The Catalan regional parliament has formally pardoned hundreds of women who were executed for “witchcraft” between the 15th and 18th centuries.
MPs in the automonous Spanish region of Catalunia approved a resolution last week that rehabilitates the memory of more than 700 women who were “tried, tortured and executed”.
The measure was approved by a large majority of 114 MPs with just 14 against and six abstentions.
The move was pushed by pro-independence and left-wing MPs, who said that the women were “victims of misogynistic persecution” and have even called for some of Catalonia’s streets to be named after the persecuted “witches”.
Like in all European societies, witches were feared and persecuted, and Spain was no different. They were blamed for all manner of ills including the sudden death of children and poor harvests – both of which were very common throughout the medieval period.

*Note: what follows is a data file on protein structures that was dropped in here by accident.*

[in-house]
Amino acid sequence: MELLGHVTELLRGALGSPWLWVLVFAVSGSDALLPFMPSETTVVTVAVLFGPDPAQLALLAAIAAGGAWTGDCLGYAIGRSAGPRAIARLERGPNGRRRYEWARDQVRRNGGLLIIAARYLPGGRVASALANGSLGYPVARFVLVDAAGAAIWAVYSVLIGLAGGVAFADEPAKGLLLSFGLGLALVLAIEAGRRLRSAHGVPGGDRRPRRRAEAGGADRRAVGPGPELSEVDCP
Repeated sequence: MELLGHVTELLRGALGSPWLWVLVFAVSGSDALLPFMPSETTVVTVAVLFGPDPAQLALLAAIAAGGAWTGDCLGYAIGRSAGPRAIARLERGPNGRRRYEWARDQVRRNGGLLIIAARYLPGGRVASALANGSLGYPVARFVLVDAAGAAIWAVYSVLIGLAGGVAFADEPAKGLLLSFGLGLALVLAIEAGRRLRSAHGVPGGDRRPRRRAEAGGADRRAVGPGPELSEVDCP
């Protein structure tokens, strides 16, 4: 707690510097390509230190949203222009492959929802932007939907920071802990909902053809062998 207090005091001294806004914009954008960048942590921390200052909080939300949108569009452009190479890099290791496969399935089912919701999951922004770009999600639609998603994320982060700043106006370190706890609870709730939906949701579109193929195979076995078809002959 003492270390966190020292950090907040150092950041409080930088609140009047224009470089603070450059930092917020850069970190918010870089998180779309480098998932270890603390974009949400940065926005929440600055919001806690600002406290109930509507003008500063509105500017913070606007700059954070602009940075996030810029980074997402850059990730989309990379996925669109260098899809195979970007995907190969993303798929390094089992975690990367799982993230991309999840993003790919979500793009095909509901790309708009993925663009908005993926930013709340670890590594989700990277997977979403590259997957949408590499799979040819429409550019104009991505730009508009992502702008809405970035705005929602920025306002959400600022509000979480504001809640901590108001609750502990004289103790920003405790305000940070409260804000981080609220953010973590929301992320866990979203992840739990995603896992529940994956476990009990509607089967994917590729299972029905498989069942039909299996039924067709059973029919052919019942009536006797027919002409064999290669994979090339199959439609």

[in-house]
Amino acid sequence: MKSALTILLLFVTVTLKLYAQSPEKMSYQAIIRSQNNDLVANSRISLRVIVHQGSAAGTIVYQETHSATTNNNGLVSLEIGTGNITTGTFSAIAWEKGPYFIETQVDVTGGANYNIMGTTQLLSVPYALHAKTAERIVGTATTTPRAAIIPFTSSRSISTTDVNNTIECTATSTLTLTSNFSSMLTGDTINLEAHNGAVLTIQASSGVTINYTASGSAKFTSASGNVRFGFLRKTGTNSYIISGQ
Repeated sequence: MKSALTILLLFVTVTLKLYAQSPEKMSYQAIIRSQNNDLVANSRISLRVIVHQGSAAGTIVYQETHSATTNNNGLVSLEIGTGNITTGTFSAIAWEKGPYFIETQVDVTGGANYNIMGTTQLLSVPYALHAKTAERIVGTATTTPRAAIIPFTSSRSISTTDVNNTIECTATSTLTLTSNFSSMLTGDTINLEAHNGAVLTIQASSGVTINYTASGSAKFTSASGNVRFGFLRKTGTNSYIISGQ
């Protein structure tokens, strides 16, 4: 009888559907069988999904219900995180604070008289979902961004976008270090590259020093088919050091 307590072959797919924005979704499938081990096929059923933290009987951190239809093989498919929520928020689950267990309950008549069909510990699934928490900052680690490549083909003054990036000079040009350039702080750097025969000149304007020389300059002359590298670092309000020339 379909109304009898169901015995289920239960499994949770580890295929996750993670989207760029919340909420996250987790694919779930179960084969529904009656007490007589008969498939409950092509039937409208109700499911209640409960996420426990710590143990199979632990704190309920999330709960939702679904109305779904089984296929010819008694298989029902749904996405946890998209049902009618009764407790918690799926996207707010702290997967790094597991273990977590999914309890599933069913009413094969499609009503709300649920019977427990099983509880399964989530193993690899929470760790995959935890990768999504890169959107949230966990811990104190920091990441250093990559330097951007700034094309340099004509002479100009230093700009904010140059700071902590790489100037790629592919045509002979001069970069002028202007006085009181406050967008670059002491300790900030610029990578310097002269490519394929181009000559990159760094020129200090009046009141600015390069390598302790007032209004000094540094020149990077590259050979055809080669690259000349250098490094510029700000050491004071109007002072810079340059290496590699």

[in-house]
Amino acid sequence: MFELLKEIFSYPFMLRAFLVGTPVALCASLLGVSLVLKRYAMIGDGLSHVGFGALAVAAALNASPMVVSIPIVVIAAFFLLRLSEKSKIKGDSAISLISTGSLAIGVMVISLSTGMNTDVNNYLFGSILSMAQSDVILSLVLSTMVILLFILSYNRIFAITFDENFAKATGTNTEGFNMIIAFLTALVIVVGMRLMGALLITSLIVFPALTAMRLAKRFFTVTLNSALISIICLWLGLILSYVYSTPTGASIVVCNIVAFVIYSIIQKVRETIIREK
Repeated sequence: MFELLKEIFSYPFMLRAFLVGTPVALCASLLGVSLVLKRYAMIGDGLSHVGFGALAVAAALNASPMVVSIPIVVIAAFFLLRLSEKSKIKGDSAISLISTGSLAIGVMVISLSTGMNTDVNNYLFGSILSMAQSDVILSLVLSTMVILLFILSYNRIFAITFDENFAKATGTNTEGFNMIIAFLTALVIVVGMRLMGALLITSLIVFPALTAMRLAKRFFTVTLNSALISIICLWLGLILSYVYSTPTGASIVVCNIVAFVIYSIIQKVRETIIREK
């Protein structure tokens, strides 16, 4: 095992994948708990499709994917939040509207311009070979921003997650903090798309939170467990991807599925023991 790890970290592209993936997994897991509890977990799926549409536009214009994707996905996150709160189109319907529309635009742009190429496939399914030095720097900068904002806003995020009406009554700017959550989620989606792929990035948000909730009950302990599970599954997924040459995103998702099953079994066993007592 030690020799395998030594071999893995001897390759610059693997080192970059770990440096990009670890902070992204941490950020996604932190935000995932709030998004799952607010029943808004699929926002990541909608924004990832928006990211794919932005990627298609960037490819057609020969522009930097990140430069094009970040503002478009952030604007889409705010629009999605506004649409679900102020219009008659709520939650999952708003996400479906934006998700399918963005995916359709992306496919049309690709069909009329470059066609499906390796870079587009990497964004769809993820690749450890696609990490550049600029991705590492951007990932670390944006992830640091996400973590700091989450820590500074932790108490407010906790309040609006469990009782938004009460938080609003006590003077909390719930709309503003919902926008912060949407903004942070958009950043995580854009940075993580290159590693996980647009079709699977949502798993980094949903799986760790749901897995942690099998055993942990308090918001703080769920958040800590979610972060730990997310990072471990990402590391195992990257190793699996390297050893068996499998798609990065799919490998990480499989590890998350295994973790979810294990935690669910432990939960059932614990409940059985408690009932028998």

The edicts against the witches date back to the late 15th century and Catalonia was also one of the first areas in Europe where anti-witchcraft acts were introduced in 1471.
Historians calculate that at least 50,000 people ( some 80% women) were condemned to death for witchcraft between 1580 and 1630.
More than 100 European historians recently signed a manifesto entitled “They weren’t witches, they were women”.
The most infamous of witchhunts in Spain took place in 1609 when 7,000 people, including thousands of children, were accused of witchcraft in a mass trial in Logroño, conducted by the Spanish Inquisition and 20 people executed.
Picture Credit: Mallory Johndrow